Among other political and economic implications, the Brexit event set an example of participatory democracy where citizens took a decision which was impacting them despite the presence of politicians. Any major event in history has had both positives and negatives. Brexit is surely one of them.

  • Pre Brexit-Relations with the UK

The UK is the largest G20 investor and employer in India and has played a substantial role in the growth and development of India. British companies in India have generated around 790,000 jobs and around 32% of the 1.96 million jobs created by FDI are in the services sector – the UK’s strong point (since services make up around 80% of the British economy). The UK services sector would be the main beneficiary of a future free trade agreement (FTA) with India.

British successes like HSBC, Standard Chartered and G4S have played a significant part in driving business growth in India. British Banking and Financial services firm, HSBC, was one of the first firms to bring electronic banking and financial technology to India. It is one of the leaders in the financial services sector of India and employs more than 32,000 people. Similarly, the leading security solutions group in India, G4S, a British firm, has more than 160 branches in India and employs more than 1,30,000 employees throughout India.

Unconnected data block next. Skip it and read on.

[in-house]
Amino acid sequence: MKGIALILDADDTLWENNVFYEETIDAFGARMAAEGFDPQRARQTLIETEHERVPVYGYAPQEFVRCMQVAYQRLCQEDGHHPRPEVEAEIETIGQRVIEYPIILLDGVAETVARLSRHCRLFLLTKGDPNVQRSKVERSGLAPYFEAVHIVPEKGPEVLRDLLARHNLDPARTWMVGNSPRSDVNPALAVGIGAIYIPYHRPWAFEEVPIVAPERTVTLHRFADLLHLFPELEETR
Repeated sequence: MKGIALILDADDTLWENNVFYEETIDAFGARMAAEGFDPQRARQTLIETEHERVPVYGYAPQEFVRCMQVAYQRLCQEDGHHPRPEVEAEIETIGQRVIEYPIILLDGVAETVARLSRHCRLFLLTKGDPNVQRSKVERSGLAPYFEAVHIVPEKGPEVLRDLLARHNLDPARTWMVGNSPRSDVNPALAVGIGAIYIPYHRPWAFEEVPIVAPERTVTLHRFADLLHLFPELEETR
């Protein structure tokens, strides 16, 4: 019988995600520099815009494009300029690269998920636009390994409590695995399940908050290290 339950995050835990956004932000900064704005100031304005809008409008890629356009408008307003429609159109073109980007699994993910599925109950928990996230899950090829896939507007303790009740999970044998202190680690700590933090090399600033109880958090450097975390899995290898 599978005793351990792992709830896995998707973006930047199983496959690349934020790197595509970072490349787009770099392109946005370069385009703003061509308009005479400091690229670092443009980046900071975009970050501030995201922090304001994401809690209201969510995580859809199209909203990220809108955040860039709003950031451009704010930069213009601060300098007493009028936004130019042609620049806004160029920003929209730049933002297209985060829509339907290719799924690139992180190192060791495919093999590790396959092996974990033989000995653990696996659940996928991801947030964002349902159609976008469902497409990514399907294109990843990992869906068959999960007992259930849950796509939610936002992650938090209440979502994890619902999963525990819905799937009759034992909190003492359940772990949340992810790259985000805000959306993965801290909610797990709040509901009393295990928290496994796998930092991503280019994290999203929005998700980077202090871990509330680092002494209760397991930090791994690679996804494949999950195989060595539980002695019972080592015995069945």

There are collaborations between the two countries such as the Joint Economic and Trade Committee, the Joint Trade Review, the UK India Education and Research Initiative, the Newton Bhabha fund, the UK-India Tech Partnership etc. The 2 countries also entered into an agreement in 2017 to set a corpus of 240 million pounds, both contributing 120 million, to fund clean energy projects in India.

In 2017, India sent more immigrants to the UK for work, than the rest of the world put together. In 2017, out of the total work visas issued by the UK, India received 58% of the total. Number of Indians going to the UK for study also grown by 27% in 2017.

Figure 1: Influx % of immigrants to Britain from India and from Rest of the world